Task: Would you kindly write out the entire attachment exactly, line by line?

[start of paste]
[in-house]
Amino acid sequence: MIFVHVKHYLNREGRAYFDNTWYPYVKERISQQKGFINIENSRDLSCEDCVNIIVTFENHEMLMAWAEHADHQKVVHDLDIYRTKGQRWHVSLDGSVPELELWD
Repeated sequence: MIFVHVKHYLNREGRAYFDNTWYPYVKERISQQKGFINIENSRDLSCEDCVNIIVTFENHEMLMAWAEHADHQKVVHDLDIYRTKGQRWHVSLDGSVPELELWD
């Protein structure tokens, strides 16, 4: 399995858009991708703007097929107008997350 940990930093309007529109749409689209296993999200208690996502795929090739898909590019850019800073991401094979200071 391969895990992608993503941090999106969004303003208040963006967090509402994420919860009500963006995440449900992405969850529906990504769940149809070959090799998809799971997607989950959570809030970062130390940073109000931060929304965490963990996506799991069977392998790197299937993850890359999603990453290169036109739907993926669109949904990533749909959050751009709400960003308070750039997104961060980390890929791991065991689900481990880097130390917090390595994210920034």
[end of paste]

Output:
[in-house]
Amino acid sequence: MIFVHVKHYLNREGRAYFDNTWYPYVKERISQQKGFINIENSRDLSCEDCVNIIVTFENHEMLMAWAEHADHQKVVHDLDIYRTKGQRWHVSLDGSVPELELWD
Repeated sequence: MIFVHVKHYLNREGRAYFDNTWYPYVKERISQQKGFINIENSRDLSCEDCVNIIVTFENHEMLMAWAEHADHQKVVHDLDIYRTKGQRWHVSLDGSVPELELWD
């Protein structure tokens, strides 16, 4: 399995858009991708703007097929107008997350 940990930093309007529109749409689209296993999200208690996502795929090739898909590019850019800073991401094979200071 391969895990992608993503941090999106969004303003208040963006967090509402994420919860009500963006995440449900992405969850529906990504769940149809070959090799998809799971997607989950959570809030970062130390940073109000931060929304965490963990996506799991069977392998790197299937993850890359999603990453290169036109739907993926669109949904990533749909959050751009709400960003308070750039997104961060980390890929791991065991689900481990880097130390917090390595994210920034």